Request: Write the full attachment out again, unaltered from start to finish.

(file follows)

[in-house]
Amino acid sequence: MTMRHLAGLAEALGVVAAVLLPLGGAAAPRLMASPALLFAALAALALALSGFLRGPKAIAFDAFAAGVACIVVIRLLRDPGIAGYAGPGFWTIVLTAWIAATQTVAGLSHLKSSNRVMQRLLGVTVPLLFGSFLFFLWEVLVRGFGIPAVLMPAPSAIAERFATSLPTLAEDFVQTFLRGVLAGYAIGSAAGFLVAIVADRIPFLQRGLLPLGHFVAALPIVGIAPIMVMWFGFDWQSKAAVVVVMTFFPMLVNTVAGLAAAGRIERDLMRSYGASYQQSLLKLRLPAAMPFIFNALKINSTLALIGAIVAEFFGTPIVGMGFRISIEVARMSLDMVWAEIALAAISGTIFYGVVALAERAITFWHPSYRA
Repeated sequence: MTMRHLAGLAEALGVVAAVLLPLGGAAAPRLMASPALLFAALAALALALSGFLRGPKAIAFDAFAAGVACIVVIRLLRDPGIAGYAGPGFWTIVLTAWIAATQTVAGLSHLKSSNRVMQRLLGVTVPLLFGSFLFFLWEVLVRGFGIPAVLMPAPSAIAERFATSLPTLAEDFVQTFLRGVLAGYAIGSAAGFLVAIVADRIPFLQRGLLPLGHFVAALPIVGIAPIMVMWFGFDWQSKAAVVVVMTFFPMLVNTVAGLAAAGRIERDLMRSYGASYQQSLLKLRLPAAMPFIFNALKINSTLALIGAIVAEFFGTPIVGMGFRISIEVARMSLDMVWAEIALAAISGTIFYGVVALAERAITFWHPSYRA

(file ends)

[in-house]
Amino acid sequence: MTMRHLAGLAEALGVVAAVLLPLGGAAAPRLMASPALLFAALAALALALSGFLRGPKAIAFDAFAAGVACIVVIRLLRDPGIAGYAGPGFWTIVLTAWIAATQTVAGLSHLKSSNRVMQRLLGVTVPLLFGSFLFFLWEVLVRGFGIPAVLMPAPSAIAERFATSLPTLAEDFVQTFLRGVLAGYAIGSAAGFLVAIVADRIPFLQRGLLPLGHFVAALPIVGIAPIMVMWFGFDWQSKAAVVVVMTFFPMLVNTVAGLAAAGRIERDLMRSYGASYQQSLLKLRLPAAMPFIFNALKINSTLALIGAIVAEFFGTPIVGMGFRISIEVARMSLDMVWAEIALAAISGTIFYGVVALAERAITFWHPSYRA
Repeated sequence: MTMRHLAGLAEALGVVAAVLLPLGGAAAPRLMASPALLFAALAALALALSGFLRGPKAIAFDAFAAGVACIVVIRLLRDPGIAGYAGPGFWTIVLTAWIAATQTVAGLSHLKSSNRVMQRLLGVTVPLLFGSFLFFLWEVLVRGFGIPAVLMPAPSAIAERFATSLPTLAEDFVQTFLRGVLAGYAIGSAAGFLVAIVADRIPFLQRGLLPLGHFVAALPIVGIAPIMVMWFGFDWQSKAAVVVVMTFFPMLVNTVAGLAAAGRIERDLMRSYGASYQQSLLKLRLPAAMPFIFNALKINSTLALIGAIVAEFFGTPIVGMGFRISIEVARMSLDMVWAEIALAAISGTIFYGVVALAERAITFWHPSYRA